Luka Mwango is an idealistic realist with a panache for storytelling. He has a hate-love affair with poetry and an insolent obsession for the mastery of words. “I want to change the storytelling landscape in the world by showcasing African and Zambian stories, cultivate the youth through enterprise or otherwise, so they can claim the financial independence that alluded me for many years… and marry a passionate woman (ideally hopelessly romantic) and build a family.” He is also this week’s guest on Zambia Reads.

Which one did you get into first poetry or fiction?

Fiction. Earliest memories I have of myself are that of me telling stories. I loved fiction even before I knew it was an actual thing.

Is there anything in either of them that you don’t think you can find in the other?

I love poetry to death, but I’ve always found it limiting; granted you can tell a story in a poem, but not to the degree of that in a novel. A story is a psycho-social weapon that can transform the thinking and sentiment of a nation more efficiently than any religion, science or art form.

What book got you into reading?

Chinua Achebe’s ‘Things Fall Apart’.

How old were you then?

Around 9 years old.

What about it got your attention?

The visuals; how he could capture the visuals of life with words. It was life-changing.

Did you know then that you would one day write your own novel?

Not at all. I hated reading before then. Primarily because I was given boring books to read, and I thought they represented all the books out there.

Both your books (Perdition and Twisted) are thriller/suspense novels. Why does this genre appeal to you?

I think the energy and tension. Thrillers tend to be larger than life, the stakes are always higher, the plots more intricate and the pacing, lightning fast. I like things that stretch me, and thrillers/suspense novels will do that.

Another notable thing about your writing is how unfiltered the language is. Is this something you did deliberately?

Yes. I think not only is the language unfiltered, the action can be gritty at times too. But I neither cuss in life nor am I violent in even the slightest. But that is what I see around me. My job as a writer is not to insulate my readers from the world, but to provide a lens through which to see it. Entertaining them as well, of course.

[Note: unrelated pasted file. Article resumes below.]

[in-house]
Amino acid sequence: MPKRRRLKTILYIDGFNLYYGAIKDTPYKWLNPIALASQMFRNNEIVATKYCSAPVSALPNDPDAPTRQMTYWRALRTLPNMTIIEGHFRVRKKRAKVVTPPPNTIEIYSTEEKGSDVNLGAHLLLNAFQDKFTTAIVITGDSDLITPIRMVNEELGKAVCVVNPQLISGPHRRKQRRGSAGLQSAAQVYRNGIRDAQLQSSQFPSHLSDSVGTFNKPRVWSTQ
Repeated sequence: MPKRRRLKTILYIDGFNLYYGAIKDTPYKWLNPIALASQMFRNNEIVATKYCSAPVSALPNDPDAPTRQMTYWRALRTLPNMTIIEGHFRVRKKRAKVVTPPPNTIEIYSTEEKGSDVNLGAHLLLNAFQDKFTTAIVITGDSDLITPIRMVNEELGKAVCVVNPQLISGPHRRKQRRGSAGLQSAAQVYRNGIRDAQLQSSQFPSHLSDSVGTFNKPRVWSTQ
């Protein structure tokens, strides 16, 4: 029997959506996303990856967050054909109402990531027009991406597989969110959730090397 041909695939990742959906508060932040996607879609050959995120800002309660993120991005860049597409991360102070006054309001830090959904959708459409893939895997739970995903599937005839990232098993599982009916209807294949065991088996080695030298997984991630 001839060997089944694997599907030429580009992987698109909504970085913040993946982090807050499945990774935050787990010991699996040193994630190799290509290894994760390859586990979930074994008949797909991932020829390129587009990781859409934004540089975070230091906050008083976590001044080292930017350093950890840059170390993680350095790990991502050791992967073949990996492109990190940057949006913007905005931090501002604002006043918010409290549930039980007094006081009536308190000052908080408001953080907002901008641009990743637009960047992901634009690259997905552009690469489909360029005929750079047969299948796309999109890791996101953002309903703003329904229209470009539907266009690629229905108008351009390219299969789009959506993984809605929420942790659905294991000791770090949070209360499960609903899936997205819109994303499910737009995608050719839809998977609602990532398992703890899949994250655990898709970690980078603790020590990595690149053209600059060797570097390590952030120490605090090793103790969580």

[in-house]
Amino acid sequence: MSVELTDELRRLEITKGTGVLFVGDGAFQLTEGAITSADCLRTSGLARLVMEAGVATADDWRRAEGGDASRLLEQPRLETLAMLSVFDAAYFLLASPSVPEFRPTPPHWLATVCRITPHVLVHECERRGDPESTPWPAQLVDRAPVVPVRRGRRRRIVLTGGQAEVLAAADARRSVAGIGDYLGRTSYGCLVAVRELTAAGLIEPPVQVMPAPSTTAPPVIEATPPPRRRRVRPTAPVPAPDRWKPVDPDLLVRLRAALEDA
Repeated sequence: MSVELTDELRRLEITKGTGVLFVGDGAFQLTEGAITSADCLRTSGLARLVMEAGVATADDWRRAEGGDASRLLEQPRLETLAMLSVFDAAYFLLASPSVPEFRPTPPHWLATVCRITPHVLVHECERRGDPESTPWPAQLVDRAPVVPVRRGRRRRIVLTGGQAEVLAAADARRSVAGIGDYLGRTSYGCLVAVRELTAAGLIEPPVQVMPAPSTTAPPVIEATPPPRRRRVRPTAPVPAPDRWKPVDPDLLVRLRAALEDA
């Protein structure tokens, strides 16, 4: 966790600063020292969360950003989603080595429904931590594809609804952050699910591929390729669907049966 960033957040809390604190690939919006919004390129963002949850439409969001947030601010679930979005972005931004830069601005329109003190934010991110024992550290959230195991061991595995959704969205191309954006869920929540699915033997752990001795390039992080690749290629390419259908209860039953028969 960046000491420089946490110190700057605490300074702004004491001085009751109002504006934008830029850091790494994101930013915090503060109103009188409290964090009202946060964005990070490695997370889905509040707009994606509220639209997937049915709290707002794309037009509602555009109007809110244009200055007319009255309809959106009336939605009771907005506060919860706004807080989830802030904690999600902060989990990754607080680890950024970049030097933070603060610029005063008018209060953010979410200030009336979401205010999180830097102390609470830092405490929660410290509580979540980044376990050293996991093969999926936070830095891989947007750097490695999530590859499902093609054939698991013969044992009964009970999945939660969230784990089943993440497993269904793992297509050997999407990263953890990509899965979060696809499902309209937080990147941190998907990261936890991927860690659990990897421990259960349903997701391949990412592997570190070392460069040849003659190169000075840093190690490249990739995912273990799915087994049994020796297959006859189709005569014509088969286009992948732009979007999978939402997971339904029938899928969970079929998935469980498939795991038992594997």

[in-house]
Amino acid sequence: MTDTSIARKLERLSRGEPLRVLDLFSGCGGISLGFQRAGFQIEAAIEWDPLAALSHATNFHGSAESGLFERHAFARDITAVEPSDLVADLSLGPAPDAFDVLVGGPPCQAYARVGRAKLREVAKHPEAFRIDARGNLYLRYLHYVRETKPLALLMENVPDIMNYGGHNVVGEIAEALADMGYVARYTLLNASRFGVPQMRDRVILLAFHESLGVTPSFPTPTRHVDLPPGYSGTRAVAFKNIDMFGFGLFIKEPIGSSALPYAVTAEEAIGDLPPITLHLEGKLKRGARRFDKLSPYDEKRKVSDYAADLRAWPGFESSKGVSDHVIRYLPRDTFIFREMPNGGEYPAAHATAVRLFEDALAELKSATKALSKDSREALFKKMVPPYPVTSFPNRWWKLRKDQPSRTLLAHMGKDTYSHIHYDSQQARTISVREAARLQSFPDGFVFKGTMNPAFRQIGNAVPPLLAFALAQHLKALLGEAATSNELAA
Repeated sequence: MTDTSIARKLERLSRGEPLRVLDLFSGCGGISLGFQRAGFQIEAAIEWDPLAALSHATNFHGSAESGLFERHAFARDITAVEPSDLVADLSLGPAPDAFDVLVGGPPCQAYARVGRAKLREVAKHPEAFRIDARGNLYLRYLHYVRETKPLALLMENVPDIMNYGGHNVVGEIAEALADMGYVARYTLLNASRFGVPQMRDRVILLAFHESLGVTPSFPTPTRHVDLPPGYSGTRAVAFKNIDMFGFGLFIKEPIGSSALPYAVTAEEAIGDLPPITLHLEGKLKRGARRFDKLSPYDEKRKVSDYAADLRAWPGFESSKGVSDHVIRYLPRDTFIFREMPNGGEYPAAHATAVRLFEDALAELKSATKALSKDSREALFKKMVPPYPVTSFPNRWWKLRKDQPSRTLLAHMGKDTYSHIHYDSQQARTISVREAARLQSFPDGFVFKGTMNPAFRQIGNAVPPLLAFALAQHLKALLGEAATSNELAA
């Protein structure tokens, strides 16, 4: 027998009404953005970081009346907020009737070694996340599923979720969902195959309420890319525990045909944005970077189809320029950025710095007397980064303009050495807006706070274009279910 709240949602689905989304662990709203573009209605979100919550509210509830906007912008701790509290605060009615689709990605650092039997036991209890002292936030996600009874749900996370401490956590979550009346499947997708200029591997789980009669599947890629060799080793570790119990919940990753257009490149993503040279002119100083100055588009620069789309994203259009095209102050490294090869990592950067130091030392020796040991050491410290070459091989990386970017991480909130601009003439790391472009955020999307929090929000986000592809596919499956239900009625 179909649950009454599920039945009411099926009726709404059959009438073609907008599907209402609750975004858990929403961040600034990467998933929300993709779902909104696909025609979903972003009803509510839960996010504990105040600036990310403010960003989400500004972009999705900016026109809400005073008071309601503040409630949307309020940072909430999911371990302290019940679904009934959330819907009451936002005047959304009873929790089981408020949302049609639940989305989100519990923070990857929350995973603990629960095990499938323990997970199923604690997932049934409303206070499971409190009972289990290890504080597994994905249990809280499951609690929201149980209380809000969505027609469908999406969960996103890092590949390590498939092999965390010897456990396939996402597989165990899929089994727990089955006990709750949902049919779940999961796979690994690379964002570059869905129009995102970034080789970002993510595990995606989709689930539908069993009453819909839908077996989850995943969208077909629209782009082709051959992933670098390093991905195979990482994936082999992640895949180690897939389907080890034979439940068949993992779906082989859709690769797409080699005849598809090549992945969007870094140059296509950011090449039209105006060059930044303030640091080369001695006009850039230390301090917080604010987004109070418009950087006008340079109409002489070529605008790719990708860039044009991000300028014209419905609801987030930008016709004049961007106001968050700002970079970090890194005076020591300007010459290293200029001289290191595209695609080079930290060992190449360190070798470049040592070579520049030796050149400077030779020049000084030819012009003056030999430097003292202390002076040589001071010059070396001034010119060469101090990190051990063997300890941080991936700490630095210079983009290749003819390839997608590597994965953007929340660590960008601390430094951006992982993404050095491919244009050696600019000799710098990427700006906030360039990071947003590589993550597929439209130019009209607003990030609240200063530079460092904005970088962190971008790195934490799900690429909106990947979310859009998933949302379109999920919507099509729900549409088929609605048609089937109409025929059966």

Do you have a favorite author?

I would struggle to choose among, Robert Ludlum, Chinua Achebe, and Dean Koontz

What is it about their work that you love?

Chinua Achebe introduced me to the world of novels and provided the much needed African context.

Robert Ludlum taught me how to write page-turning thrillers. I tore his work apart, page for page, line for line researching his style and technique.

Dean Koontz is arguably the best prose writer alive right now. Granted, he’s not the best storyteller, and some of his novels fall tragically short, but when in-form, few can hold a candle to the man.

How important is it to you to know about the storyteller?

Extremely important. I’m always studying, musing and researching the art form.

Have you ever read something that made you change the way you looked at life and yourself?

The Bible, and quite shamefully, James Hadley Chase’s “Mallory”.

What are you currently reading?

Zero to One by Peter Thiel. It gives rare insight into the mechanics of western startups, and how they can succeed in our complex world, through serial investor and PayPal founder, Peter Thiel’s non-conformist views.

What is the best book you read in 2017?

The Ascent of Money by Niall Ferguson.

Is there any book coming out this year you are excited about?

Mine. *laughs*

What is the best African book you have ever read?

The River Between by Ngugi wa Thiong’o

Who is your favourite Zambian writer?

Jacob Stone.

Do you have any favorite characters?

Sherlock Holmes and Achilles.

Do you have a favorite book quote?

Not any I can think about at the moment.

What book did you find hardest to read?

It’s a tie between ‘Jelita and Mulenga’ and ‘Peter and Jane’. They almost made me hate books.

Any words of advice to someone out there wanting to become a better writer?

Read a lot, but write even more.

Book recommendations

The Matarese Circle by Robert Ludlum.

The Ascent of Money by Niall Ferguson.

One Door Away from Heaven by Dean Knootz

You can get Luka Mwango’s books from Amazon:

Perdition and Twisted

Or  Call/text/whatsapp: 0978549077 for a copy

You can also follow him on:




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